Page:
But as an aside, sorry about the accident. I see this kind of collision happen at least once a month commuting in the South Bay :(



    EDIT: You should definitely reach out to Tesla (e.g. ServiceHelpNA or the phone number) to share your story and see if there's any logs they could pull. But I wouldn't try to push a narrative where you imply blame on Autopilot/Tesla for the collision, which is much less likely to be productive.
     
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  7. Ferrett

    Ferrett Member

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    I had the same experience, and had to take over. Luckily, I did not hit the front car (ONLY BECAUSE I TOOK OVER). The braking during emergencies for auto-pilot is definitely NOT aggressive and NOT SUFFICIENT.

    BTW onethumb, nice smugmug portrait. ;) I may have worked with you before?
     
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  8. Saghost

    Saghost Active Member

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    If the car in front of you hits something, it stops almost instantly. That takes away the stopping distance the car is expecting and counting on.

    That's why accidents in heavy traffic almost always turn into multicar pileups - very few people leave themselves anywhere near enough time to react and stop.
     
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  9. MP3Mike

    MP3Mike Active Member

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    Where does Tesla say they have a collision avoidance system? I wish people would stop claiming that they do, as they don't. (Not yet anyhow.) Automatic Emergency Braking, AEB, is only designed to reduce the impact of a collision that the system has determined is unavoidable. (i.e. it is a collision mitigation system.)

    On the other hand TACC shouldn't be involved in a collision unless you were following too close and things happen too quickly. Which is what it sounds like happened.
     
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  10. X Fan

    X Fan Supporting Member

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    Don't have Cali cutters to deal but always +7 on highway for me.

    In bumper to bumper will tune down but never on interstates.

    Sorry a bout your accident but glad everyone is ok.
     
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  11. S4WRXTTCS

    S4WRXTTCS Active Member

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    AEB is a crash mitigation system so it won't stop you completely. But, at least unlike versions before 8.0 it will implement maximum braking once it determines a collision is imminent. Are you on firmware 8.0? Firmware 8.0 should also give you more warning for this as it can track the car two cars ahead.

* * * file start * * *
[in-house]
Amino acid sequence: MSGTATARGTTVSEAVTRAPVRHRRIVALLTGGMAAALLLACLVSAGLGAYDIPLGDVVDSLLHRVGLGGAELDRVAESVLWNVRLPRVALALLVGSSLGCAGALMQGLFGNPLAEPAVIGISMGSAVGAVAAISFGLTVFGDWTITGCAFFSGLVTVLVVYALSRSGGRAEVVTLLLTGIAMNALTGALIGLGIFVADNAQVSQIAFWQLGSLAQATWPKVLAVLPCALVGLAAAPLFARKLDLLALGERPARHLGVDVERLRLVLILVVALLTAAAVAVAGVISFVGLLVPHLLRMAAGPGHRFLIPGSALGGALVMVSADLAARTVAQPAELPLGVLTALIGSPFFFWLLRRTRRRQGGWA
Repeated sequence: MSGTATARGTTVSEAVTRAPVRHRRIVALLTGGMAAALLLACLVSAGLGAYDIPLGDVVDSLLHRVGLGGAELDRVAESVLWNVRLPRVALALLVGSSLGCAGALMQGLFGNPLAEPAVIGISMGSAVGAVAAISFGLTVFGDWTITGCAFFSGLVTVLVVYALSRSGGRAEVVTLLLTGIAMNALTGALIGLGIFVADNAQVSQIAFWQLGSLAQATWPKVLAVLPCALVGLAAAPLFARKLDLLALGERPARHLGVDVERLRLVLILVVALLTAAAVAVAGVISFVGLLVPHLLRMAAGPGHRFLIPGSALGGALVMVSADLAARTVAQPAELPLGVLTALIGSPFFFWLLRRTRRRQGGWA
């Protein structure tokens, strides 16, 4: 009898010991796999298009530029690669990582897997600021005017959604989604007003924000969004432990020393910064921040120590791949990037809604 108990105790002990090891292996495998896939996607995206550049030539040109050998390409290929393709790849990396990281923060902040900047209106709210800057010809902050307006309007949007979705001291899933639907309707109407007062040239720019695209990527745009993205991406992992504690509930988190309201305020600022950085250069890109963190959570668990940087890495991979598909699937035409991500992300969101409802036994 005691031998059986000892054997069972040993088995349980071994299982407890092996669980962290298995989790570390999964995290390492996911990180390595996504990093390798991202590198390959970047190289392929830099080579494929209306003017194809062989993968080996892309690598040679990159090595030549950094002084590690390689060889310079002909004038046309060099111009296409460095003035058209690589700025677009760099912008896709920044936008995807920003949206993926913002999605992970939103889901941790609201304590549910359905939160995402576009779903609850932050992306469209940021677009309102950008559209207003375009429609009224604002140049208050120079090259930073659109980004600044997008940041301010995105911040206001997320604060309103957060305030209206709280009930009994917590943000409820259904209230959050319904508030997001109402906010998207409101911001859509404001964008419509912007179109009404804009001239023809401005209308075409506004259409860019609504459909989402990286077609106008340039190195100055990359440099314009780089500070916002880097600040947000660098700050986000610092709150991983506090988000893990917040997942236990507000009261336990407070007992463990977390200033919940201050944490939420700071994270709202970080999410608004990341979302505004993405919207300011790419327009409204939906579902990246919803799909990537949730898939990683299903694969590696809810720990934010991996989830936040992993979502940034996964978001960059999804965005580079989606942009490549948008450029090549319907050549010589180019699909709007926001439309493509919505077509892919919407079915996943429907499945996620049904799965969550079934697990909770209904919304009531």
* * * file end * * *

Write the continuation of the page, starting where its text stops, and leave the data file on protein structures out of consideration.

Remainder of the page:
I see the REAL problem being the way people in California drive. They simply do not allow people to proper following distances.

    I wish Tesla would have an early warning system when the Google Nav see's the traffic suddenly coming to a halt a mile or two away. That way even in the hell hole that is Cali you could prevent this kind of thing most of the time.

    My only real concern about TACC is that half second delay or so between the time a human spots a quick slow down, and then decides to take over. Where they're wondering if they should take over or not versus immediately taking over.
     
  12. thegruf

    thegruf Active Member

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    Yikes - I need to rtfm then.
    The fact I even need to think about doing this suggests I and presumably many others are not clearly aware of the detail of how these systems operate or indeed their operation has been changed.
    Arguably clarity of system behaviour is something Tesla should address.

    I thought that AEB implemented braking but not at 100% but sufficient to reduce speed by 25-30mph, alerting the driver to take over aubibly and through the unexpected deceleration in the process.

    I thought the change in v8 was that instead of AEB being disabled by the driver taking over braking (and possibly therefore not acting if the driver tapped the brakes and the released which in turn seemed possibly to be the cause of some rear enders previously reported).
    However in v8 I also belived that AEB in v8 now exaggerated the drivers braking input once applied, reinforcing the stopping effort.

    From the OPs post this would seem to be in line with what happened. AEB acted, alerted the driver, the driver took over and braked and the car in turn applied maximum braking, almost but not quite preventing a collision.
    Actually it seems to me that AEB did a good job and may well have prevented a much more serious impact.

    There also seems to be some confusion between AP follow distance and AEB.
    I believe they work largely independently. AEB is more of an emergency measure whereas AP is constantly trying to maintain a gap.

    fwiw I always have AEB set to early and it works well for me, so much so that this is the only setting I would recommend to anybody. On the odd occasion it does beep I have more than sufficient time to react although invariably I am on the point of reacting anyway.

    The AP setting 1-7, I believe is set in time not distance (maybe not strictly true at low speeds), #2 seems to be about 2 seconds. In hectic traffic I may use #2 to minimize cut ins but I would be on high alert; more relaxing driving I would typically use #3-5
     
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  13. chillaban

    chillaban Active Member

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    Bingo, 100% agreed. It's a 100% fact-of-life with how everyone drives in California. You can either do what is considered socially acceptable and end up accepting the nonzero risk of a traffic situation that you can't reasonably react to, or having a huge following distance and having swarms of angry drivers swerve around you then cut right back in front of you, which once again puts you at a risky following distance and furthermore exposes you to the nonzero risk of road rage / retaliation.